While the exact cause isn’t clear, Dr Mehta says it’s important for both you and your doctor to be aware if you have a resistance to pain medication, so that you can be prescribed correctly.
Discovering this can be a distressing process of trial and error, as former laywer Anna McKay, 67, discovered.
Anna, from London, developed ‘a terror of the dentist’ as a child, as injections to numb her mouth ahead of fillings never worked. Believing the pain was ‘just normal’, she spent her 20s avoiding the dentist as she was ‘too frightened of the pain’.
Ms Wallis wrote: ‘It’s important for both you and your doctor to be aware if you have a resistance to pain medication, so that you can be prescribed correctly’
Anna also tried over-the-counter painkillers including paracetamol and ibuprofen for dental pain, with limited success.
‘My firm belief is that pain medication doesn’t work for me,’ she says — a view reinforced by the fact she gave birth to both of her sons without effective pain relief.
After an epidural for her first labour ‘did nothing’, she didn’t bother with pain relief for the second, convinced that ‘pain was normal and drugs didn’t work’.
When it comes to dental pain, resistance to the effect of local anaesthetics such as lidocaine could be due to a genetic defect relating to sodium channels, according to a 2005 study at University College London.
Sodium channels conduct sodium molecules through our nerve cells — the mechanism by which the pain sensation is transmitted. The local anaesthetic usually disables this process: but in people with the genetic defect, the channels remain open, so the pain message is delivered.
Our emotional state can also play an important role, says Dr Dev Srivastava, a consultant in anaesthesia and pain medicine at Raigmore Hospital, in Inverness. ‘If someone is feeling angry or anxious, they will feel more pain, which can make it seem as if the painkillers aren’t working. It is an under-recognised problem.’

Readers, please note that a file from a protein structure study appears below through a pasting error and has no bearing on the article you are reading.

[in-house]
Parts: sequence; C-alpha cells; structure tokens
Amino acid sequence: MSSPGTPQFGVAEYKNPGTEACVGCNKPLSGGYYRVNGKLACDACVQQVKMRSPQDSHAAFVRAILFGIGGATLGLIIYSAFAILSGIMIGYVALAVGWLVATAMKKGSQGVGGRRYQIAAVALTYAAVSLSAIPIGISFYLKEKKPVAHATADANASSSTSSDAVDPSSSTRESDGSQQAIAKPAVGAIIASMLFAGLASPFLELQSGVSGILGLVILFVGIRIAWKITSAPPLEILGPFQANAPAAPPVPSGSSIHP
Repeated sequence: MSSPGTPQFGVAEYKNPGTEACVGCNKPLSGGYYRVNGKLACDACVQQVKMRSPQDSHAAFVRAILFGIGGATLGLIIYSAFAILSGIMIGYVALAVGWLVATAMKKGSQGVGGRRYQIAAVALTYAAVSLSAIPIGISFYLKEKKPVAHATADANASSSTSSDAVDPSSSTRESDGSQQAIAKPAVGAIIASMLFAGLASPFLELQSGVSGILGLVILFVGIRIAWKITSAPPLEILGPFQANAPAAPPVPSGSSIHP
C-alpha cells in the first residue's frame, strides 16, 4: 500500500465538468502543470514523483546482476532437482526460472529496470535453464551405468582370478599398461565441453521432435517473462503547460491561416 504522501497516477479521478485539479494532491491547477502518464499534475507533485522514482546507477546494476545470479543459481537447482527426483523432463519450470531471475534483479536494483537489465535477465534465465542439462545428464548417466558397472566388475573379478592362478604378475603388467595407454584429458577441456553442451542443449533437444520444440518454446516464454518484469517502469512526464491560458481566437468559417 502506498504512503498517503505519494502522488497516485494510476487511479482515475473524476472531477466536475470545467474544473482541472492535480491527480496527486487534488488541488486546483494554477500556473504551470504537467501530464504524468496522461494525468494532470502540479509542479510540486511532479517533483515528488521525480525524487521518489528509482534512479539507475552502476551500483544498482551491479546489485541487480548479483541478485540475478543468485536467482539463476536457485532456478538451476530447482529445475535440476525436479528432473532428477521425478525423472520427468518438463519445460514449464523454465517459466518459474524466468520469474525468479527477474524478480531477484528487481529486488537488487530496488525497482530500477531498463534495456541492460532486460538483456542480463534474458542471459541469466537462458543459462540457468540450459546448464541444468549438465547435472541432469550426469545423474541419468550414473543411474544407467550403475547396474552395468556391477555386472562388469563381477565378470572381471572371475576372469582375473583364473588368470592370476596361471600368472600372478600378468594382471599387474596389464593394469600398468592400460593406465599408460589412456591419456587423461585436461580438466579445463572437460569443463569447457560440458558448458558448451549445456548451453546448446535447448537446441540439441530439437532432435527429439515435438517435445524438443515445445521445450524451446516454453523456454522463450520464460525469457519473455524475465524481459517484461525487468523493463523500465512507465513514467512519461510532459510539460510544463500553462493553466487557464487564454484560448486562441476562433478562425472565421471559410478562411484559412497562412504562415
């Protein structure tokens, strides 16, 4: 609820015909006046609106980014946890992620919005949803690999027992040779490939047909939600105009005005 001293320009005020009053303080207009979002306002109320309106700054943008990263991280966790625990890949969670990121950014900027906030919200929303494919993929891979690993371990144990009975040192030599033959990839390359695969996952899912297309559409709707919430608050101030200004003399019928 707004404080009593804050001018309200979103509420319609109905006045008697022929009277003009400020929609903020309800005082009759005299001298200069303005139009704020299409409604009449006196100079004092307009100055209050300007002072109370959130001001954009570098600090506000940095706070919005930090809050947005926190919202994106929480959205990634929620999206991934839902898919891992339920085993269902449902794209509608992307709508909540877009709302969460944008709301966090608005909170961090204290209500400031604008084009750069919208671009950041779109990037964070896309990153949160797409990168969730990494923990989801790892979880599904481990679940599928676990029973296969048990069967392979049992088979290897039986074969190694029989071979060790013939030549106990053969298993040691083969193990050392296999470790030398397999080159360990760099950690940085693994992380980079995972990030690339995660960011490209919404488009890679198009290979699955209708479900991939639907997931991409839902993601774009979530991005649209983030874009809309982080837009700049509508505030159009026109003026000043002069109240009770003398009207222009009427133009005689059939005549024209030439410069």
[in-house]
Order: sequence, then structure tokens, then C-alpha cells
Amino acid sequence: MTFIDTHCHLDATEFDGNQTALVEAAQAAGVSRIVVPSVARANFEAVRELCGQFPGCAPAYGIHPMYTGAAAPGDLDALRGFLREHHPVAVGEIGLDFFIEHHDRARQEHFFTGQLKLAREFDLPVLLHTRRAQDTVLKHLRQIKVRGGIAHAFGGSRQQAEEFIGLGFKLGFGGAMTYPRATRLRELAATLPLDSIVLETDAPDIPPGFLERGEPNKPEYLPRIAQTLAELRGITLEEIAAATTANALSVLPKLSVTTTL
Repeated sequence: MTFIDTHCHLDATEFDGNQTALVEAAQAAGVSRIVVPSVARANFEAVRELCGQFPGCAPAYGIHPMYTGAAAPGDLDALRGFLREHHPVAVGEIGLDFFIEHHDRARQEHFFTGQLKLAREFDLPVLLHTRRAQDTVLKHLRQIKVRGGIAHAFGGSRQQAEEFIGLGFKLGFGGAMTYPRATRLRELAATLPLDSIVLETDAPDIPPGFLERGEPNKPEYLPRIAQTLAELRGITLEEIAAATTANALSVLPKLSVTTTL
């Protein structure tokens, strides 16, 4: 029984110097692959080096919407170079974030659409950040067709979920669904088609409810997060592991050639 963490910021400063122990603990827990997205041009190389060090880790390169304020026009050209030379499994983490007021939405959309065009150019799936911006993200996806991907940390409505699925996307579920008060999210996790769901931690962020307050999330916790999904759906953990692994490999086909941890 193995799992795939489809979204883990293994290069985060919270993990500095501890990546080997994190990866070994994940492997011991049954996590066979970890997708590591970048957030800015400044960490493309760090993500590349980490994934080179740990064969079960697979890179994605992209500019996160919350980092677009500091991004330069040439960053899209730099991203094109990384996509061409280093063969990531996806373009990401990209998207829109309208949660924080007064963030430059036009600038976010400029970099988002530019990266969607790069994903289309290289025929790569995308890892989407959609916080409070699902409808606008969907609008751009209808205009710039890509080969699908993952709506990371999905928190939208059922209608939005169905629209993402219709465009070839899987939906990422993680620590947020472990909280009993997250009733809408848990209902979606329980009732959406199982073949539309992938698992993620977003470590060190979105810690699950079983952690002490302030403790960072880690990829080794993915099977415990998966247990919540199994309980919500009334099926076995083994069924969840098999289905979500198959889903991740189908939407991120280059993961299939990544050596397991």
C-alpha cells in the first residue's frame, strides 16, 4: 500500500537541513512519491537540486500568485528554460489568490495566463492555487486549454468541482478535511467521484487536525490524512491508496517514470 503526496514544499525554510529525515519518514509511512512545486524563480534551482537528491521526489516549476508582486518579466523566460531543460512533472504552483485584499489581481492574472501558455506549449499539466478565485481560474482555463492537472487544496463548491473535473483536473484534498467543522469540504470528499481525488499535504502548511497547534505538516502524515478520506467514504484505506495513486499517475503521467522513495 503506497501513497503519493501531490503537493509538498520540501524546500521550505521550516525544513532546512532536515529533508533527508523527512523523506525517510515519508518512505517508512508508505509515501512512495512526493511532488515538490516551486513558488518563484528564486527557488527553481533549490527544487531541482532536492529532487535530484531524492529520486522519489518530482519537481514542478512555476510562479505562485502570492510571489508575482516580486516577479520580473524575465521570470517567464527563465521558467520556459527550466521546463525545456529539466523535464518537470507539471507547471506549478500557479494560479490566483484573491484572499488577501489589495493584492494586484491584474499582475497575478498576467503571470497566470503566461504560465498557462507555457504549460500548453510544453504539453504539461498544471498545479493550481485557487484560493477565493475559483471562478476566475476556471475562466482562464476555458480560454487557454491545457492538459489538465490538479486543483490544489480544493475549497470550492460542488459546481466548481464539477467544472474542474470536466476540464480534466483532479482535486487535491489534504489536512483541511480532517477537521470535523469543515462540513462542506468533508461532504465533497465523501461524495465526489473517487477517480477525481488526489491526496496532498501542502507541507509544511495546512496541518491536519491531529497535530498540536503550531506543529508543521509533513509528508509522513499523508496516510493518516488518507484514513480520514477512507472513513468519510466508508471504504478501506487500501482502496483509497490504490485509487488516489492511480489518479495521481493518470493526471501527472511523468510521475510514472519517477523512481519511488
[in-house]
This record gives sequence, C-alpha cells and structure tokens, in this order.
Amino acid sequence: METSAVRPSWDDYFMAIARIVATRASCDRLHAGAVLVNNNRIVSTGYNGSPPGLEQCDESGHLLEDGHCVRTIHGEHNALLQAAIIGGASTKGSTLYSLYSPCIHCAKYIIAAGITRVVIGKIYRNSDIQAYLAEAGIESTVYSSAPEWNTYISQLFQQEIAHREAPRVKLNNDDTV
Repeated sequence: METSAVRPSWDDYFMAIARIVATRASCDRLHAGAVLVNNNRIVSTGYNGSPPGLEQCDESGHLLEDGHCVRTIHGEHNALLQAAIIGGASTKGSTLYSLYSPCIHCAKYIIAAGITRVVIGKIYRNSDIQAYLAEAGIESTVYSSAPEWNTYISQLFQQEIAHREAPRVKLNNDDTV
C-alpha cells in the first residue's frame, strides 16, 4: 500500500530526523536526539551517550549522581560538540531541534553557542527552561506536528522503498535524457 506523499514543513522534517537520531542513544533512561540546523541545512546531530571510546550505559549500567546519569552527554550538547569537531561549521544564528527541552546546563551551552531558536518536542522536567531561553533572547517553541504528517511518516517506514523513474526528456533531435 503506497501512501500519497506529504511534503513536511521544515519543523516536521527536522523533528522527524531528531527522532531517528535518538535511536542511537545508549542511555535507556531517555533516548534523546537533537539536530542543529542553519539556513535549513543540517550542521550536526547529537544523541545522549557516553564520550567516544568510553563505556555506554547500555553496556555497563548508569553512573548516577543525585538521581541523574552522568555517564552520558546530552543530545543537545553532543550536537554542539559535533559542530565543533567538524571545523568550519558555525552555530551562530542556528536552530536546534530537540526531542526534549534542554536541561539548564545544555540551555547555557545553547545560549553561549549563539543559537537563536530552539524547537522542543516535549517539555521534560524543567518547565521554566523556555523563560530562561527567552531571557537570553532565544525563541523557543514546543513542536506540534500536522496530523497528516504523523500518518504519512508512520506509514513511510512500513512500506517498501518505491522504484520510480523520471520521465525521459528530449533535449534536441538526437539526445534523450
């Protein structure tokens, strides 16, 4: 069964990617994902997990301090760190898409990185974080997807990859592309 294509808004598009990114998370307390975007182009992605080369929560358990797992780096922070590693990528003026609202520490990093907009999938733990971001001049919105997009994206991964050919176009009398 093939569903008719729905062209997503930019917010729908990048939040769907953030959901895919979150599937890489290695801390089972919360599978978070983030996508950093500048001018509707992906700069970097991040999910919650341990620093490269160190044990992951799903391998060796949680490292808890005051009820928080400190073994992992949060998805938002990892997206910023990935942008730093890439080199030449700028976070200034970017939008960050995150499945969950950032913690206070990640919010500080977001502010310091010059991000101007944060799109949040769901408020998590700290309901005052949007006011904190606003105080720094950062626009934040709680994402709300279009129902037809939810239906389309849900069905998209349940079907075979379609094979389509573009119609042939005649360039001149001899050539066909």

He says such patients are usually offered a ‘bouquet of psychological therapies’ including cognitive behavioural therapy (CBT) .
Painkiller or analgesic resistance is very much a new area of interest now being examined under the umbrella of pharmacogenomics — the study of how genetics can affect a patient’s reaction to medicine by identifying relevant genetic variants that impact how they metabolise particular drugs.
Anna McKay (pictured), 67, has an increased tolerance to pain relief medication
A 2019 paper by NHS Health England’s Genome Education programme says: ‘Pharmacogenetics has enormous potential to enable more accurate prescribing for better treatment and less waste.’
Meanwhile, for patients, knowing the problem actually exists can be an important start. Mother-of-two Maddy Alexander-Grout, 39, from Southampton, has suffered from analgesic resistance for years, trying numerous forms of relief but none worked.
‘The morphine [Oramorph] I was given for my first labour made me feel sick and spaced out, but the pain was the same,’ she says.
For her second labour three years later, she asked for an epidural — ‘that didn’t work either. Both births were excruciating’.
Maddy realised she had a problem with resistance to anaesthetic when she needed three injections at the dentist just to have a filling five years ago. ‘It got me thinking about how no anaesthetic or pain relief ever works on me.’
When I explained to Dr Srivastava about my needing extra sedation during surgery, he suggested it was because I was anxious. I’m not convinced as I wasn’t aware of feeling particularly anxious.
‘How emotions can impact on the effectiveness of analgesics is also something we need to know more about,’ he said.
‘What we do know is that everyone is different. Some people need less, others need more. It depends on how sensitive you are to it. And of course on your genetics.’